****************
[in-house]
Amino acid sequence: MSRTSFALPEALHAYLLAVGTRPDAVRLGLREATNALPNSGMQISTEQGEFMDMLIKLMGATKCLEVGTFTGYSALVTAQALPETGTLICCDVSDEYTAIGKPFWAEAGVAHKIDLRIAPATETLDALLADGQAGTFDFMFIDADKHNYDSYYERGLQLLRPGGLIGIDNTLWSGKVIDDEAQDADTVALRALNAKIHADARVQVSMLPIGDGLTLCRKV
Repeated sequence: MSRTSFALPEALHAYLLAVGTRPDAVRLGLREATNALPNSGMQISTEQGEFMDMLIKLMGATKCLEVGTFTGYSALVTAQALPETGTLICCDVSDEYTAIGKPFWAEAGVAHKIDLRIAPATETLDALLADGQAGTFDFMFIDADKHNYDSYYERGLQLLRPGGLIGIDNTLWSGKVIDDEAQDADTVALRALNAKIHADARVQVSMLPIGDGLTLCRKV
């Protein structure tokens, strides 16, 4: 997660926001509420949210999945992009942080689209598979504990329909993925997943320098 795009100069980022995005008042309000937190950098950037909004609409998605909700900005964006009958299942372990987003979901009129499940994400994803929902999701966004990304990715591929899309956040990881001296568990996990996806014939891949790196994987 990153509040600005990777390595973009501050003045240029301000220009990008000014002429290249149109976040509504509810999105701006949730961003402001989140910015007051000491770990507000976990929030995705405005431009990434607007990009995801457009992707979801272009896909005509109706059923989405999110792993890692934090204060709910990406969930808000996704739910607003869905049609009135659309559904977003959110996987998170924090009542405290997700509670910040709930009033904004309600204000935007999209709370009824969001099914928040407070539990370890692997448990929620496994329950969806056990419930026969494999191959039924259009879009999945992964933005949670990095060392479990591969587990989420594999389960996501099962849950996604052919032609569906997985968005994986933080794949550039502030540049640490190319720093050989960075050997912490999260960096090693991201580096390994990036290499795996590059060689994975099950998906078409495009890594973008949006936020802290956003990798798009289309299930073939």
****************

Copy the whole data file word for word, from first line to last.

[in-house]
Amino acid sequence: MSRTSFALPEALHAYLLAVGTRPDAVRLGLREATNALPNSGMQISTEQGEFMDMLIKLMGATKCLEVGTFTGYSALVTAQALPETGTLICCDVSDEYTAIGKPFWAEAGVAHKIDLRIAPATETLDALLADGQAGTFDFMFIDADKHNYDSYYERGLQLLRPGGLIGIDNTLWSGKVIDDEAQDADTVALRALNAKIHADARVQVSMLPIGDGLTLCRKV
Repeated sequence: MSRTSFALPEALHAYLLAVGTRPDAVRLGLREATNALPNSGMQISTEQGEFMDMLIKLMGATKCLEVGTFTGYSALVTAQALPETGTLICCDVSDEYTAIGKPFWAEAGVAHKIDLRIAPATETLDALLADGQAGTFDFMFIDADKHNYDSYYERGLQLLRPGGLIGIDNTLWSGKVIDDEAQDADTVALRALNAKIHADARVQVSMLPIGDGLTLCRKV
């Protein structure tokens, strides 16, 4: 997660926001509420949210999945992009942080689209598979504990329909993925997943320098 795009100069980022995005008042309000937190950098950037909004609409998605909700900005964006009958299942372990987003979901009129499940994400994803929902999701966004990304990715591929899309956040990881001296568990996990996806014939891949790196994987 990153509040600005990777390595973009501050003045240029301000220009990008000014002429290249149109976040509504509810999105701006949730961003402001989140910015007051000491770990507000976990929030995705405005431009990434607007990009995801457009992707979801272009896909005509109706059923989405999110792993890692934090204060709910990406969930808000996704739910607003869905049609009135659309559904977003959110996987998170924090009542405290997700509670910040709930009033904004309600204000935007999209709370009824969001099914928040407070539990370890692997448990929620496994329950969806056990419930026969494999191959039924259009879009999945992964933005949670990095060392479990591969587990989420594999389960996501099962849950996604052919032609569906997985968005994986933080794949550039502030540049640490190319720093050989960075050997912490999260960096090693991201580096390994990036290499795996590059060689994975099950998906078409495009890594973008949006936020802290956003990798798009289309299930073939």